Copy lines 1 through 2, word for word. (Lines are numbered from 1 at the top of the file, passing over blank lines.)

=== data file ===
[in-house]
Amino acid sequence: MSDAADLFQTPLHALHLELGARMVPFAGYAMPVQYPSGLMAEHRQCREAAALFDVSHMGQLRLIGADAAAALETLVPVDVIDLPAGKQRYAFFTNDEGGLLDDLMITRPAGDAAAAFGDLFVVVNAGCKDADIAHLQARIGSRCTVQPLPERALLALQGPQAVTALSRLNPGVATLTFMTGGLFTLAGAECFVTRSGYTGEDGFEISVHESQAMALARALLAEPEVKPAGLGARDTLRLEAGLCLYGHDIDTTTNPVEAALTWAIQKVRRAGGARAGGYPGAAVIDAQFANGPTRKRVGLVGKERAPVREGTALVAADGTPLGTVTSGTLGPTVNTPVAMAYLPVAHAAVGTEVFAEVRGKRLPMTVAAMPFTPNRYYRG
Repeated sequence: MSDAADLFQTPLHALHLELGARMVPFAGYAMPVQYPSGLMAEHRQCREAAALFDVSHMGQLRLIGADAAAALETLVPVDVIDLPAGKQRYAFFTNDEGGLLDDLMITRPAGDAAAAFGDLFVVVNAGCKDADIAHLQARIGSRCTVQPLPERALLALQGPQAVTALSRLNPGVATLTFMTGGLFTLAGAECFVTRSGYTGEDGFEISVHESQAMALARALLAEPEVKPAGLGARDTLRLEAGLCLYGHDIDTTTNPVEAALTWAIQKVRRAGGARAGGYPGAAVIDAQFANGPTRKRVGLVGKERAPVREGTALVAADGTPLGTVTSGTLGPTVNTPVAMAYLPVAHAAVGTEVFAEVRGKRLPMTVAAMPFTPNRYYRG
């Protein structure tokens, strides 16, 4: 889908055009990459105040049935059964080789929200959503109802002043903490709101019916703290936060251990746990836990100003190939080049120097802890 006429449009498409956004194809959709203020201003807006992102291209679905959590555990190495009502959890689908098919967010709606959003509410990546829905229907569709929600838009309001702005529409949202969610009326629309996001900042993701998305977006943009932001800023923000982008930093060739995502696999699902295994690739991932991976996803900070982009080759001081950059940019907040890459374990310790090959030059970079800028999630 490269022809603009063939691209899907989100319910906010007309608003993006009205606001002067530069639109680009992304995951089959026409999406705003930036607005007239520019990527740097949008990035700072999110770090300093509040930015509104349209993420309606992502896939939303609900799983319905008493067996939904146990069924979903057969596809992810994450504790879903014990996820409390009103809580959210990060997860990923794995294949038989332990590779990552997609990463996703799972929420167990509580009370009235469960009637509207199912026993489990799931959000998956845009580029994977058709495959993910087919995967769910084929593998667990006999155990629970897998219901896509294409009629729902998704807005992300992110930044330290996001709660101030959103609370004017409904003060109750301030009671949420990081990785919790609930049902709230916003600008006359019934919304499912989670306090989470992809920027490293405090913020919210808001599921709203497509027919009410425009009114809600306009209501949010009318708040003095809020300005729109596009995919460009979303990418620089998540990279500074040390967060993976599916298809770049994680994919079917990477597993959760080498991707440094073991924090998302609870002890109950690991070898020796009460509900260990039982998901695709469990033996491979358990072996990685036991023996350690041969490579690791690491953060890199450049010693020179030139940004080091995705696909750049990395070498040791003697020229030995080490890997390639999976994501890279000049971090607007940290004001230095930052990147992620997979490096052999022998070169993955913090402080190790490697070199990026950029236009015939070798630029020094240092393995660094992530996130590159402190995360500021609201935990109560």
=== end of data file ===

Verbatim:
[in-house]
Amino acid sequence: MSDAADLFQTPLHALHLELGARMVPFAGYAMPVQYPSGLMAEHRQCREAAALFDVSHMGQLRLIGADAAAALETLVPVDVIDLPAGKQRYAFFTNDEGGLLDDLMITRPAGDAAAAFGDLFVVVNAGCKDADIAHLQARIGSRCTVQPLPERALLALQGPQAVTALSRLNPGVATLTFMTGGLFTLAGAECFVTRSGYTGEDGFEISVHESQAMALARALLAEPEVKPAGLGARDTLRLEAGLCLYGHDIDTTTNPVEAALTWAIQKVRRAGGARAGGYPGAAVIDAQFANGPTRKRVGLVGKERAPVREGTALVAADGTPLGTVTSGTLGPTVNTPVAMAYLPVAHAAVGTEVFAEVRGKRLPMTVAAMPFTPNRYYRG